InterVarsity asks for prayer as Vanderbilt decides their fate

By February 3, 2012

USA (MNN) — A meeting held this past Tuesday may have sealed a campus ministry's fate at Vanderbilt University.

In late 2010, Vanderbilt changed a school policy to include a stricter anti-discrimination code. Essentially, the school's idea was that any student should be able to lead any group. If they're prohibited from doing so, it's discrimination.

It seems like a good policy in theory. But for groups like InterVarsity Christian Fellowship, it could mean the end of official ministry at Vanderbilt.

"For InterVarsity specifically, because our constitution says that leaders of InterVarsity chapters have to be Christians and practice their Christian walk, we would be sent off campus because of that," explains InterVarsity's Andrew Ginsberg.

It's been a long battle between Vanderbilt administration and InterVarsity staff (read more here) which culminated in a meeting this past Tuesday night.

"Vanderbilt had a Town Hall meeting that we hoped would be a good sharing of ideas. It turned out not quite to be that way," says Ginsberg. "The administration made their case and heard questions, but there wasn't a free sharing. It seems like the decision has been made."

Technically, the decision of whether or not InterVarsity will be allowed to remain an official campus group will be made in the next couple of months. But Ginsberg seems fairly certain the verdict will be against them.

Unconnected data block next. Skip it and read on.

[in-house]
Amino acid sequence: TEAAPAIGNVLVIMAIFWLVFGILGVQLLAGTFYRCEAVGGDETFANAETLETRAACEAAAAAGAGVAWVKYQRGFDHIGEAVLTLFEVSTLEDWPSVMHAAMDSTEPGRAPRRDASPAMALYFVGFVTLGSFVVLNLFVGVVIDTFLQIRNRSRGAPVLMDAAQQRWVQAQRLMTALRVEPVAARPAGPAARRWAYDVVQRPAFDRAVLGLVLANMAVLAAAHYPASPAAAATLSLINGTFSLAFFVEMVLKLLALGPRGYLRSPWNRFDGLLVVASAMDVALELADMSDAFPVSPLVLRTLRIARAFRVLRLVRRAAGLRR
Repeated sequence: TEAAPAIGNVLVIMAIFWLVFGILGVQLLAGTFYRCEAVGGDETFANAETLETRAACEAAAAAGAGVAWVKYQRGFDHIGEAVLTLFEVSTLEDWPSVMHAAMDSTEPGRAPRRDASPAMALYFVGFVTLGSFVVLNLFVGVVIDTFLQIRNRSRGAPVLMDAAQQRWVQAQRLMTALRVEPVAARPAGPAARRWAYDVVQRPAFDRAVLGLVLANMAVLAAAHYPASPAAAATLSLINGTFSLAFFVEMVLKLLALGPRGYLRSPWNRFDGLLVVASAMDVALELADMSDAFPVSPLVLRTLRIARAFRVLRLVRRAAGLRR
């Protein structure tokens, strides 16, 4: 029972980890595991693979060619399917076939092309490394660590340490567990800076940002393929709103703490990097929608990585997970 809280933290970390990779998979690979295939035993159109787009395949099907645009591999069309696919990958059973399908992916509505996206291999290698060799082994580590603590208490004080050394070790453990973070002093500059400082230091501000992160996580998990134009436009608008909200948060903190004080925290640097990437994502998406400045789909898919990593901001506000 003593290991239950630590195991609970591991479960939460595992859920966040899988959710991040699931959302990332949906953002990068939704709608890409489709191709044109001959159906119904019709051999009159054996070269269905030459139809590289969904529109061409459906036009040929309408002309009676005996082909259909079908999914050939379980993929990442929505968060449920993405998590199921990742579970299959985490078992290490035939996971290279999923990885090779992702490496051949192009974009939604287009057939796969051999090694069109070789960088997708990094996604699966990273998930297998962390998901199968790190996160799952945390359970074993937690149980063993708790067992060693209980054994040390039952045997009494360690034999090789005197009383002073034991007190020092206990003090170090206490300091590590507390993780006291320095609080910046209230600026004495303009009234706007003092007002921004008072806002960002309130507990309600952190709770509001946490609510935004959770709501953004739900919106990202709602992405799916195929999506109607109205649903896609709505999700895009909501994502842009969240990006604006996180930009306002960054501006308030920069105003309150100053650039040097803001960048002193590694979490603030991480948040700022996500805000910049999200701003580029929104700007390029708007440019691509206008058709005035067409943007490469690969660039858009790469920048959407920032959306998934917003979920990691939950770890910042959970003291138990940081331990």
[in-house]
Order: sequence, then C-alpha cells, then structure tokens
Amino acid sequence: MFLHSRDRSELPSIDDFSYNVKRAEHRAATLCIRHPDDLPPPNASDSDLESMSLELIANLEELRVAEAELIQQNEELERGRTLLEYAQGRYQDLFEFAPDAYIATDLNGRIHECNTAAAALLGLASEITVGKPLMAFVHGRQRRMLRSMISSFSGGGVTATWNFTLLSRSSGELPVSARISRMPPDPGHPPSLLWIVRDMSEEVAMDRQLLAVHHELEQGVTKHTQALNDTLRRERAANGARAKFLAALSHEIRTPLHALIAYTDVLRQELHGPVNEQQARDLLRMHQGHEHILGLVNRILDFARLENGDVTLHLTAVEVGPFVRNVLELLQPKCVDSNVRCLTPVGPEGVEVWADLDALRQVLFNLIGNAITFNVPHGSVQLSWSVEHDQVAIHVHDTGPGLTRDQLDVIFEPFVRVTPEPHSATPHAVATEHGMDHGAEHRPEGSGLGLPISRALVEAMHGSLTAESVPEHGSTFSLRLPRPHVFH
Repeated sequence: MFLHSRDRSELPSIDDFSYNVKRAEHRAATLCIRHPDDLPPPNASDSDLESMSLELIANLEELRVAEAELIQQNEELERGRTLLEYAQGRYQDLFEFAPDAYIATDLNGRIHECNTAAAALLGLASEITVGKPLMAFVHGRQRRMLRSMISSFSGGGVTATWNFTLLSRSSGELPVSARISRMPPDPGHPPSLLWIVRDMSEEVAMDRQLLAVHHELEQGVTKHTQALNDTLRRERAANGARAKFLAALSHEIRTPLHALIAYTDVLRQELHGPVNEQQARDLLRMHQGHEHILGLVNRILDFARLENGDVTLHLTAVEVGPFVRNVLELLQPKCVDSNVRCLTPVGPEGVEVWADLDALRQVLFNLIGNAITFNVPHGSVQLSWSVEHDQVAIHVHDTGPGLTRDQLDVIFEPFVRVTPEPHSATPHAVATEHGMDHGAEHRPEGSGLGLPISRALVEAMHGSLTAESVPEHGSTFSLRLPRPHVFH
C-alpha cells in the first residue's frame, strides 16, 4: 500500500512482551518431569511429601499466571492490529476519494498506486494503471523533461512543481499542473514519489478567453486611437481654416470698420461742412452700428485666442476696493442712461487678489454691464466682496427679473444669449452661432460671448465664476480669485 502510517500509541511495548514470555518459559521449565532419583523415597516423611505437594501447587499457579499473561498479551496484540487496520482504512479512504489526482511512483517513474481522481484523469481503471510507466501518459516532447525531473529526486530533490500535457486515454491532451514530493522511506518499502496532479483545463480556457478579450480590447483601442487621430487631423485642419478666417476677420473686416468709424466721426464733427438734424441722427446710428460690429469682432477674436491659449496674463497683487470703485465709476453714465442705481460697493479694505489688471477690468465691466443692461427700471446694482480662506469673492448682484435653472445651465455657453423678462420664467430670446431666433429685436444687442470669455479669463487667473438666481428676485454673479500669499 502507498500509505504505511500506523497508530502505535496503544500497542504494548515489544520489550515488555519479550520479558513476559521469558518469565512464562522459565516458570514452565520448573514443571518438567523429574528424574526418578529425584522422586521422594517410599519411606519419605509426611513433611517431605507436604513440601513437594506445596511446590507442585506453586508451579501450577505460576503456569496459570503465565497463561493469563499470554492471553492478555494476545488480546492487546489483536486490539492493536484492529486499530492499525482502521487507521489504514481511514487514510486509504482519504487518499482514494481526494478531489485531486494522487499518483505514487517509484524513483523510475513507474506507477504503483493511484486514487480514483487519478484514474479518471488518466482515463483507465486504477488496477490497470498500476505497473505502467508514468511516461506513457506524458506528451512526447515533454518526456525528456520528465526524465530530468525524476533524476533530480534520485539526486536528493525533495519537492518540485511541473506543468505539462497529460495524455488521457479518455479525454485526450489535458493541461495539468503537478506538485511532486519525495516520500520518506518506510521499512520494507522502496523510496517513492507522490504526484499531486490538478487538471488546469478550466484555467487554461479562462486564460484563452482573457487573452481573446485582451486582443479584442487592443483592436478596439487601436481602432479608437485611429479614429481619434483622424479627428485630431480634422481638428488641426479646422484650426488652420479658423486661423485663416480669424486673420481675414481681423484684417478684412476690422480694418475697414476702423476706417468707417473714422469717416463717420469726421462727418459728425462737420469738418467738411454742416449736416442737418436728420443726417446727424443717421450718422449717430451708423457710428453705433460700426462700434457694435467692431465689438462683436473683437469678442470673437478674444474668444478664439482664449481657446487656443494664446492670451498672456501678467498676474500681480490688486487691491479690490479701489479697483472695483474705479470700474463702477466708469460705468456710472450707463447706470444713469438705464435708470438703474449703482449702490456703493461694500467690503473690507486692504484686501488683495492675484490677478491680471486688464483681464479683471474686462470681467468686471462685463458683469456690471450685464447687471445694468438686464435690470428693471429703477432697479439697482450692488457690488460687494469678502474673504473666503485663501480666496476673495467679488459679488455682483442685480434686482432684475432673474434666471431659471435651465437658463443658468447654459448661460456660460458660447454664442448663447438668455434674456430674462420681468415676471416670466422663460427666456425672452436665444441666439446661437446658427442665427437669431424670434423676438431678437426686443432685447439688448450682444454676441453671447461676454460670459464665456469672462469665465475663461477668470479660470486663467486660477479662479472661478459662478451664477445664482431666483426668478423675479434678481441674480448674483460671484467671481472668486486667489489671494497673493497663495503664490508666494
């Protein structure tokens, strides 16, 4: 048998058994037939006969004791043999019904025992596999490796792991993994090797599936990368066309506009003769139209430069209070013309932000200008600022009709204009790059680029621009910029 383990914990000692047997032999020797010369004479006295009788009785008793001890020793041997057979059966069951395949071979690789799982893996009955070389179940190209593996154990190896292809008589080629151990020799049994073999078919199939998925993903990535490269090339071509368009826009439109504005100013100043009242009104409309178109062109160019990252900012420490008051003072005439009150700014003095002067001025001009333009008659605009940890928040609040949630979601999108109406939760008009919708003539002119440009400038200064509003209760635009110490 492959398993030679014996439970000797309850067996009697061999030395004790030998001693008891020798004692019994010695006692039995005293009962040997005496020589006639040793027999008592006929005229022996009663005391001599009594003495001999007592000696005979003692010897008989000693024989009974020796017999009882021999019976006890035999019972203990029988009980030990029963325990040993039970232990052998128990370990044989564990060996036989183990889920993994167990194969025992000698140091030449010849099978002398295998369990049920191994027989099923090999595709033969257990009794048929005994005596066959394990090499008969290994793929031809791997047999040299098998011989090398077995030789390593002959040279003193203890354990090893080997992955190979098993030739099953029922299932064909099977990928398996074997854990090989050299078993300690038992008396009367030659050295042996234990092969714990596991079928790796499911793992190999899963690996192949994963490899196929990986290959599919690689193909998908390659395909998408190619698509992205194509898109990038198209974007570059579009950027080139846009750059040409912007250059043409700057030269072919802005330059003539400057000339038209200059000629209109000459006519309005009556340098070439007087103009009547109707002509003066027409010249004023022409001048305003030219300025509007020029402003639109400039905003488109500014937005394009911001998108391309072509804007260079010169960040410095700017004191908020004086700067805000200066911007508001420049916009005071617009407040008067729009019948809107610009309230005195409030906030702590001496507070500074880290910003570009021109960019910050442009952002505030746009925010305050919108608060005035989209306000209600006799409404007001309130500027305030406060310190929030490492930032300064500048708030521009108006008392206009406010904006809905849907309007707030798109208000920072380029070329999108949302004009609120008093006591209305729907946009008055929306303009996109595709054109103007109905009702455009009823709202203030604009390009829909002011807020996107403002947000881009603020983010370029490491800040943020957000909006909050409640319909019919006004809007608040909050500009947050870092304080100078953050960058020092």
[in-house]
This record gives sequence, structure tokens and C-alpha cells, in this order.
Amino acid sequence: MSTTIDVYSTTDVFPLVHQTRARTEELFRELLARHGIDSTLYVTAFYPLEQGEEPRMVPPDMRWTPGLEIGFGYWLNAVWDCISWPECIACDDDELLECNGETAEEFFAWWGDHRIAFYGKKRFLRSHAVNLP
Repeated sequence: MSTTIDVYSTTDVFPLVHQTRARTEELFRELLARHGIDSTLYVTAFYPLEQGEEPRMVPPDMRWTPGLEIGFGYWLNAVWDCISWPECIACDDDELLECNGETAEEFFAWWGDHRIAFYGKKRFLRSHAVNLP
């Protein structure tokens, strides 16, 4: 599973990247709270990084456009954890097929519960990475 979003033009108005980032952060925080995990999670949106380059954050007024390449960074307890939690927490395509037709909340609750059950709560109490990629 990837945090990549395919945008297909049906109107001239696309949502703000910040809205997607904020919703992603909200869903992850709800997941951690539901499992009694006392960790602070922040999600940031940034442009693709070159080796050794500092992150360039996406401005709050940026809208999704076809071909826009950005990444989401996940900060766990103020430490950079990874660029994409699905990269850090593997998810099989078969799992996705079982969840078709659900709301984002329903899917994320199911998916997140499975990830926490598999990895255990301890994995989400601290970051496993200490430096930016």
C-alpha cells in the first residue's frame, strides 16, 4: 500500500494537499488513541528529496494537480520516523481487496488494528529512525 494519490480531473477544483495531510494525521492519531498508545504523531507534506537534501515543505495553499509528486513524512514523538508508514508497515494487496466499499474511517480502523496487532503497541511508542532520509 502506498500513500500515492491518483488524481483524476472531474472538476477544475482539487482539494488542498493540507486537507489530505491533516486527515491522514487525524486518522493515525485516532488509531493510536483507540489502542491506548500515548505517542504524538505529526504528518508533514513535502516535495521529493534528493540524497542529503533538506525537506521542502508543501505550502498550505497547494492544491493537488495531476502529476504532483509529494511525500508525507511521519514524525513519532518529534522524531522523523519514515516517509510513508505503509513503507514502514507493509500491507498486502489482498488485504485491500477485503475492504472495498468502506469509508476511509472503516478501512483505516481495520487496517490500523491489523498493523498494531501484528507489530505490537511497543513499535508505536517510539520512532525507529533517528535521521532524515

It's a sad matter, and one that threatens religious liberties. But InterVarsity's response has been one of faith. "This isn't a surprise to the Lord," notes Ginsberg.

InterVarsity is acutely aware that their response to this matter could be a testimony of Christ in and of itself.

"It's a really great opportunity to be salt and light. People are watching us. So how can we love students well? How can we love administration well? What does fighting look like in the Kingdom?"

InterVarsity is fighting for their rights currently but will roll with the punches, so to speak.

"If it comes to the point of them removing us from campus, well, Jesus doesn't leave the campus," says Ginsberg.

InterVarsity students will still be on the campus. Christians will still be on the campus. And InterVarsity can even continue to run off campus, just not as an official university group. The Lord will undoubtedly still work.

Currently, InterVarsity is praying for a change of heart in the Vanderbilt administration. Join them in prayer, and keep yourself updated on the situation here.

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